This kind of "slip" is not an oops.  It could mean that my son might die.

He is aware of his allergy, but he is also four.  And he trusts that what you serve him is ok to eat - although now we have gotten him to the point of always asking if something has peanuts in it.  (He even asks me!  As if I would give him peanuts, HA!).  But there is also a certain ignorance about what does and does not have peanuts in it.  Many products, although they do not directly have nuts in them, are made right along side peanuts and the manufactures admit (right on the package now) that they may have peanuts in them.

And in other situations, people simply "forget".  Hayden attended an AWANA Christmas event where they could "buy" treats with their AWANA dollars - and Hayden came home with a candy cane filled with REESE'S PIECES.  My heart dropped.  What if he had opened this before I saw it?  This was not a parent-involved event.  I wasn't there.  They had assured me at the beginning of the year that they served no peanut-foods.  His allergy is clearly indicated on his enrollment.  He was wearing his medical bracelet indicating his allergy.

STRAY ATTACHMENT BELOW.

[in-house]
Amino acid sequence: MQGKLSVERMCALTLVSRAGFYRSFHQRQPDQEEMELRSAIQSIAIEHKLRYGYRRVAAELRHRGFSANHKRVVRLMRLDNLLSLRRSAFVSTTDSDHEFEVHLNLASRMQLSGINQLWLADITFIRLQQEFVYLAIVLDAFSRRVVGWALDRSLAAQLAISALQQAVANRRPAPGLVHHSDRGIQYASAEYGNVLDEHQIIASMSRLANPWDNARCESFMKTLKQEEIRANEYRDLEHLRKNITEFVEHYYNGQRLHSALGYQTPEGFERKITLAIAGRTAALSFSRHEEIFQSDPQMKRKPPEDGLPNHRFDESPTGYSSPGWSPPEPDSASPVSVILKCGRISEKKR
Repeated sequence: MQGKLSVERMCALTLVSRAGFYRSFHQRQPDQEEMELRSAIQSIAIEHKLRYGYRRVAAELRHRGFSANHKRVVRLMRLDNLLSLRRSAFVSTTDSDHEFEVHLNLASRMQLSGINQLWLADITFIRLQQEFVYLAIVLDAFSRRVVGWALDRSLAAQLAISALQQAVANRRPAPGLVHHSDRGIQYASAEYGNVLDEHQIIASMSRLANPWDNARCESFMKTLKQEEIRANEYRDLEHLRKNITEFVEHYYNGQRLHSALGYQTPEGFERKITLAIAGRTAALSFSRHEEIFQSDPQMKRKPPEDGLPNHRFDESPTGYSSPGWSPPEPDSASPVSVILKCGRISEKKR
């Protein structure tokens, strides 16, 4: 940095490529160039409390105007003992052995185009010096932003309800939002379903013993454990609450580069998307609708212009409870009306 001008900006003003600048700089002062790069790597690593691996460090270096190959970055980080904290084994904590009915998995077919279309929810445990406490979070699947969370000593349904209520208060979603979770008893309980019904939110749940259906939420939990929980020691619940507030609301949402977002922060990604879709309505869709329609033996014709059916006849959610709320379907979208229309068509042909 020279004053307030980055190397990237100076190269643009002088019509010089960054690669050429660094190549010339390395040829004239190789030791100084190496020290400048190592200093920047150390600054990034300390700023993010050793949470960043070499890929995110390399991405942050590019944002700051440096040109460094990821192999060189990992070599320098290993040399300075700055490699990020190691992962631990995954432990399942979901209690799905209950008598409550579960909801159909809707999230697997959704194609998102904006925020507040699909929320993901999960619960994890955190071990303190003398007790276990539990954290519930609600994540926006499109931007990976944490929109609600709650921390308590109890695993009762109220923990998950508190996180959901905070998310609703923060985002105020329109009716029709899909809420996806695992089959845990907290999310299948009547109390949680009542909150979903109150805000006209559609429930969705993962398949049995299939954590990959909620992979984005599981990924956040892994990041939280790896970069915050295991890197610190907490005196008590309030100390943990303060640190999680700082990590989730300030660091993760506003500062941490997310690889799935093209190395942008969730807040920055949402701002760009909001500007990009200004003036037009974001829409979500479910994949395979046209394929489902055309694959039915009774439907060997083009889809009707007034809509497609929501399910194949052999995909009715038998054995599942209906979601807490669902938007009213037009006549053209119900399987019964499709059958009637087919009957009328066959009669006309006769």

Their response?  We can't watch every kid.

He's four. What am I supposed to do? Not let him be involved in anything?

They said I could stay and help him next time.  And yes, I gladly would have...if I had known that the environment wasn't safe!  I had trusted in their promise of no peanuts.

My next confession:

I trust no one any longer with the safety of my son.

Not to say I don't let Hayden join in activities.  I most certainly do.  But I'm the parent pestering each time about what they are serving for snack, what they are doing, if food is involved, if other kids have food, etc.  I'm the one bring up allergies in meetings for ministry and over emphasizing care and responsibility for allergies.  I know I come off as a nut sometimes.

But don't you see I have to?  What if I didn't?  What if there was one time that I forgot?

My last confession:

I do my part and let God do His.